Vintage Salvation


Many New Yorkers lost their faith in the fashion potential of the Salvation Army‘s thrift stores years ago. I have some hazy memories of good shopping in the early ’90s, but, unbeknownst to me, it was already coming to an end by then. Vintage buyers routinely gut the racks of anything remotely stylish, hike the prices up to ungodly levels, and sell the same pieces in more upscale settings, where the retro hipness is spelled out for shoppers who may have been grossed out by “used clothing” but love the idea of “vintage.”

In Manhattan, at least, it seems the Salvation Army itself caught on ages ago that many of its customers were not just the needy, but also the trendy. The small shop on Spring Street, between Crosby and Broadway, is still far from a vintage boutique, but prices have reached a mark that would have been unimaginable 20 years ago. A newly renovated thrift store on 23rd Street, just west of Sixth Avenue, has high ceilings, a fancy window display, and modern lighting.

During a four-year exile (called college) in Ohio, I rediscovered the Salvation Army, and it was better than New York had ever been. In fact, my almost weekly trips there were just about the only thing that could justify the claim that those would be the best years of my life. The store was one town away from campus, and it was clear that the vast majority of my peers were too lazy to take advantage of it. This is the most crucial used-clothing criteria: Make sure you are shopping for looks the people around you think are hideous.

In those days, my main goal when putting together an outfit was to be funny. Irony was alive and kicking, and the shopping was certainly easier when I wore anything with airbrushing, brass buttons, or poofy sleeves. When my boyfriend visited, we had a screaming fight over a pair of white sweatpants with a gigantic fake Gucci logo down one leg, which I won, but only had the guts to wear them, with pumps, a few times.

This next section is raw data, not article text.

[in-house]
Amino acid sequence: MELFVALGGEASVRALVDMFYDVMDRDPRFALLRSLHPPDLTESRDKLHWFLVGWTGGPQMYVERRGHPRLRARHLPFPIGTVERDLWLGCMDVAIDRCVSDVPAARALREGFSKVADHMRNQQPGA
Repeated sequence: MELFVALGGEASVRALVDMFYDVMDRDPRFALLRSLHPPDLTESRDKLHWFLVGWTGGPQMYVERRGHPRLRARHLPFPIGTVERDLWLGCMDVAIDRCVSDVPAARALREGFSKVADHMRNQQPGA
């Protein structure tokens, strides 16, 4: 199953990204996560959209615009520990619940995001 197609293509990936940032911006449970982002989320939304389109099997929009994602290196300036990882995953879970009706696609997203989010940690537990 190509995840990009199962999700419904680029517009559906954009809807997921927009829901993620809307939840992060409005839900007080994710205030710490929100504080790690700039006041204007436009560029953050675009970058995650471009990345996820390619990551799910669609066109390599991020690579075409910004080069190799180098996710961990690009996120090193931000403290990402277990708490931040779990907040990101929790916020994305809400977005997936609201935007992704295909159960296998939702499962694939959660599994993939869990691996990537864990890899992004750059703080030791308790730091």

Speaking of college, wasn’t it Jean Baudrillard who said, “Everything has already happened . . . nothing new can occur”? Let’s not tackle that in full here (who are we kidding, really?), but in fashion, it is often the feeling that prevails. With the biggest trends being regurgitated from the ’60s and ’70s (Bohemian, Edie Sedgwick), and even Goth and Victorian looks, the coolest girls skip the high-end retro stuff and find originals. But can it be done in this cesspool of referential fashion?

We took the G train (many, many times) to investigate several Salvation Army stores, and discovered the answer is . . . yes, but it’s not easy. Here are some important strategic tools to consider before you embark on the journey.

Take a Hike

If you can’t get to Ohio, your best bet at being an outsider is to travel to the city’s limits, where the hipsters are scarce. But of course, you won’t be the only one who thought of it; so while the possibilities are greater in the outer boroughs, stick with the biggest stores. The thrift shop on Steinway Avenue in Astoria is beloved by stylists and devoted shoppers alike, and it is gigantic. A recent visit even brought back memories of the Midwest.

Freaks and Geeks

At Steinway, our best finds were vests, which have recently come back into style, if you can pull it off. Because this is a trend that hasn’t been in style any time recently, and is not as widespread as, say, the shrug or the peasant skirt, there is a huge selection of long-abandoned men’s and women’s vests. So keep an eye out for your most individual style instincts. And if you don’t have any, we pity you, in many ways.

Off-Peak hours

If you work 9-to-5, you are at a disadvantage. The best time to go thrift shopping is always on a random weekday, when the racks have been restocked and the place is empty. Otherwise, you’re competing with a lot of vintage hounds on Saturday (all locations are closed Sundays, of course), so get there as early as possible! When we walked into the Bed Stuy/Clinton Hill thrift shop (22 Quincy St.) at 3 p.m., we saw some hip-looking girls hauling gigantic bags out the door. Being scooped is not a good feeling.

Cart it

If you’re in a big enough location, there will be shopping carts available. Don’t hesitate to grab one and fill it up. This is shopping that requires an open mind and a high tolerance for dust—try on anything that catches your eye. At the Atlantic Avenue (near Nevins Street) shop, our favorite find was a brown smock that had been finger-painted by a little kid. Turns out it makes a pretty cute mini-dress, but we almost passed it by. And if you think you’ll be heading to a dressing room with your own mirror, you’re in for a rude awakening. You’ll be rolling your cart to a corner spot with a mirror. We suggest wearing a skirt with leggings and an undershirt you’re ready to be seen in, to ease the process.

This article from the Village Voice Archive was posted on September 6, 2005

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